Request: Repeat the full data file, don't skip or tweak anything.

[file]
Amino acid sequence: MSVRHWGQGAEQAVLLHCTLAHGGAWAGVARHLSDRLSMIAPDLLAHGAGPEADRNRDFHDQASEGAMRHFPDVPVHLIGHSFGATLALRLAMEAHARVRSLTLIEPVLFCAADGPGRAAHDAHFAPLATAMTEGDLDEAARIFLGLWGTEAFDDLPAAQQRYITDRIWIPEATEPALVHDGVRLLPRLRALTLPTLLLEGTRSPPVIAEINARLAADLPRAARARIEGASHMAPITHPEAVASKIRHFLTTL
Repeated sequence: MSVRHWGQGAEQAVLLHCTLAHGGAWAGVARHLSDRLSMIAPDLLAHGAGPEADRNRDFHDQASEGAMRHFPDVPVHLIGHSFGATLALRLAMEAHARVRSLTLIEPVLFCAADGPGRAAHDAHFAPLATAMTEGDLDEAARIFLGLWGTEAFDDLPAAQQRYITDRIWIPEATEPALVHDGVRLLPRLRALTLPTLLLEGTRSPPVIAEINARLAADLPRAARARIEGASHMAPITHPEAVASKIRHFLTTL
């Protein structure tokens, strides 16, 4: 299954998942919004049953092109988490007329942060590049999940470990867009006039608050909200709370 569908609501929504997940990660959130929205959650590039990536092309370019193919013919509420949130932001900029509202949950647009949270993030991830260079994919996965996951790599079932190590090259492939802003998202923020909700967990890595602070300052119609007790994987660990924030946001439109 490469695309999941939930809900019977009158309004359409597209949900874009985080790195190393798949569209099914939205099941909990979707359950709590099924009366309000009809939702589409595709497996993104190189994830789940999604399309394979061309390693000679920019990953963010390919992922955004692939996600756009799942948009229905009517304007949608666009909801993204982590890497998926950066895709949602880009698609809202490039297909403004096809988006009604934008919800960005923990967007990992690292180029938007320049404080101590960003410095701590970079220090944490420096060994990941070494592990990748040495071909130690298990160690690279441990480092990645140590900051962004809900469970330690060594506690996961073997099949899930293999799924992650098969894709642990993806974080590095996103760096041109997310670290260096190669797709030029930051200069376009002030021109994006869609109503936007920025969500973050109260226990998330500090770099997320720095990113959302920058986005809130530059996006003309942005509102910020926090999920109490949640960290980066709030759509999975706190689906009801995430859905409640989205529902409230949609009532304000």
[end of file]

Amino acid sequence: MSVRHWGQGAEQAVLLHCTLAHGGAWAGVARHLSDRLSMIAPDLLAHGAGPEADRNRDFHDQASEGAMRHFPDVPVHLIGHSFGATLALRLAMEAHARVRSLTLIEPVLFCAADGPGRAAHDAHFAPLATAMTEGDLDEAARIFLGLWGTEAFDDLPAAQQRYITDRIWIPEATEPALVHDGVRLLPRLRALTLPTLLLEGTRSPPVIAEINARLAADLPRAARARIEGASHMAPITHPEAVASKIRHFLTTL
Repeated sequence: MSVRHWGQGAEQAVLLHCTLAHGGAWAGVARHLSDRLSMIAPDLLAHGAGPEADRNRDFHDQASEGAMRHFPDVPVHLIGHSFGATLALRLAMEAHARVRSLTLIEPVLFCAADGPGRAAHDAHFAPLATAMTEGDLDEAARIFLGLWGTEAFDDLPAAQQRYITDRIWIPEATEPALVHDGVRLLPRLRALTLPTLLLEGTRSPPVIAEINARLAADLPRAARARIEGASHMAPITHPEAVASKIRHFLTTL
């Protein structure tokens, strides 16, 4: 299954998942919004049953092109988490007329942060590049999940470990867009006039608050909200709370 569908609501929504997940990660959130929205959650590039990536092309370019193919013919509420949130932001900029509202949950647009949270993030991830260079994919996965996951790599079932190590090259492939802003998202923020909700967990890595602070300052119609007790994987660990924030946001439109 490469695309999941939930809900019977009158309004359409597209949900874009985080790195190393798949569209099914939205099941909990979707359950709590099924009366309000009809939702589409595709497996993104190189994830789940999604399309394979061309390693000679920019990953963010390919992922955004692939996600756009799942948009229905009517304007949608666009909801993204982590890497998926950066895709949602880009698609809202490039297909403004096809988006009604934008919800960005923990967007990992690292180029938007320049404080101590960003410095701590970079220090944490420096060994990941070494592990990748040495071909130690298990160690690279441990480092990645140590900051962004809900469970330690060594506690996961073997099949899930293999799924992650098969894709642990993806974080590095996103760096041109997310670290260096190669797709030029930051200069376009002030021109994006869609109503936007920025969500973050109260226990998330500090770099997320720095990113959302920058986005809130530059996006003309942005509102910020926090999920109490949640960290980066709030759509999975706190689906009801995430859905409640989205529902409230949609009532304000």